An article being published in “The Astrophysical Journal” reports the results of the study of two galaxy mergers between dwarf galaxies with active galactic nuclei. A team of researchers used data collected by NASA’s Chandra X-ray Observatory to discover candidates and then compared them with infrared observations conducted with NASA’s WISE Space Telescope and optical frequency observations conducted with the Canada-France-Hawaii Telescope (CFHT).
Astronomers think that massive galaxies formed through mergers, and supermassive black holes could play an important role in these processes. However, the light from primordial dwarf galaxies is so dim that it’s nearly impossible to detect even for the most advanced instruments. Consequently, studying mergers between relatively close dwarf galaxies is important for reconstructing events that occurred when the universe was young. So far, the search for these mergers was unsuccessful too, so a group of researchers planned a systematic search to locate them.
Even dwarf galaxies appear to have supermassive black holes at their centers. If they are surrounded by large amounts of gas and dust that are heated considerably, they have an active galactic nucleus that can be very bright and make even a dwarf galaxy clearly visible. Finding pairs of active galactic nuclei in merging dwarf galaxies is difficult but the authors of this research found two pairs by combining observations at X-rays from the Chandra X-ray Observatory, at infrareds conducted with the WISE Space Telescope, and at optical frequencies conducted with the CFHT.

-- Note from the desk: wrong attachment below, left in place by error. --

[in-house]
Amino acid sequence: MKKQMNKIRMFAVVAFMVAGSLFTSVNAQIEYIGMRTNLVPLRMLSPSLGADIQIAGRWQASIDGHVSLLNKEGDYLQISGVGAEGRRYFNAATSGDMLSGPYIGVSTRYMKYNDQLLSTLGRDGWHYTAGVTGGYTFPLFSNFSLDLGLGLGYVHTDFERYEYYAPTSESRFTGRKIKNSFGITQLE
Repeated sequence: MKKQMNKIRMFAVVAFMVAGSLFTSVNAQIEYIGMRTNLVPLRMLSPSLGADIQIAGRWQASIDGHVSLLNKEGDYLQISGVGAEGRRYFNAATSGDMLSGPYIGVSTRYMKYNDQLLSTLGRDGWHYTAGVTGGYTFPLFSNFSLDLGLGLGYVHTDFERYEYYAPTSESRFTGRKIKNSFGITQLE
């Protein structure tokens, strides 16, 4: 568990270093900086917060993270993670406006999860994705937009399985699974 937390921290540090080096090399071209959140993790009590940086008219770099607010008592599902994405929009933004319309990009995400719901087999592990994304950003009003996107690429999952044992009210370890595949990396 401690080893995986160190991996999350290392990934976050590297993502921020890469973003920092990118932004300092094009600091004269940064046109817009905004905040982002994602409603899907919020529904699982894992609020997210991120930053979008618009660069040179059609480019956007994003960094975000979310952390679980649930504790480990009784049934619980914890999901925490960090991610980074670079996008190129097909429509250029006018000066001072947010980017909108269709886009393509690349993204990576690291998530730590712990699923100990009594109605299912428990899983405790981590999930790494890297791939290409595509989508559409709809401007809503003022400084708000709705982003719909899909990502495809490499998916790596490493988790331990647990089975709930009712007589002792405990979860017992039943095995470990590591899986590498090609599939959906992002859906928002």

The image (X-ray: NASA/CXC/Univ. of Alabama/M. Micic et al.; Optical: International Gemini Observatory/NOIRLab/NSF/AURA) shows the merging dwarf galaxy pairs object of this study in a combination of X-ray and optical frequency observations.
About 760 million light-years from Earth, in the Abell 133 galaxy cluster, the researchers found a pair of dwarf galaxies in an advanced stage of the merger. Tidal effects caused by gravitational interactions between the original dwarf galaxies generated a long tail. The new galaxy, still forming, was dubbed Mirabilis after the marvelous spatuletail (Loddigesia mirabilis), a critically endangered species of hummingbird known for its long tail.
About 3.2 billion light-years from Earth, in the Abell 1758S galaxy cluster, the researchers found a pair of dwarf galaxies in a merging stage in which they can still be distinguished. The researchers nicknamed the two dwarf galaxies Elstir (at bottom of the image) and Vinteuil after two characters from Marcel Proust’s novel “In Search of Lost Time”. A bridge of stars and gas already formed between the two dwarf galaxies but it will still take a long time to see significant deformations in their shapes.
Studying the processes at work in mergers between dwarf galaxies will provide further insight into the formation of massive galaxies. Observations of the very distant universe, which means the primordial universe, suggest that massive galaxies began forming very early. That’s difficult to explain with current models, so it’s important to collect information on galaxy mergers, including the ones closest to us.